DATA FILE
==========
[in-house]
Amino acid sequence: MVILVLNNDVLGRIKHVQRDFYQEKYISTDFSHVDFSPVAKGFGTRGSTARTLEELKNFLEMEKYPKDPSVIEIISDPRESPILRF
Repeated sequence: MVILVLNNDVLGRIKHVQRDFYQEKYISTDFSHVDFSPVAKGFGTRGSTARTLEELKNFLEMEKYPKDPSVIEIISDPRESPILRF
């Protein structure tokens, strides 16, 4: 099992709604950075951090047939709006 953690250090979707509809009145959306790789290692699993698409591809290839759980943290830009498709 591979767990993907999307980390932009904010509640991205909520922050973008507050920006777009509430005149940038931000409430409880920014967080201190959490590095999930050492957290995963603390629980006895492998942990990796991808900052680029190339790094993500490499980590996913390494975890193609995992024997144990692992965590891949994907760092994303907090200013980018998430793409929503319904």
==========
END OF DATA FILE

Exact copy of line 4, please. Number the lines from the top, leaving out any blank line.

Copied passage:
């Protein structure tokens, strides 16, 4: 099992709604950075951090047939709006 953690250090979707509809009145959306790789290692699993698409591809290839759980943290830009498709 591979767990993907999307980390932009904010509640991205909520922050973008507050920006777009509430005149940038931000409430409880920014967080201190959490590095999930050492957290995963603390629980006895492998942990990796991808900052680029190339790094993500490499980590996913390494975890193609995992024997144990692992965590891949994907760092994303907090200013980018998430793409929503319904």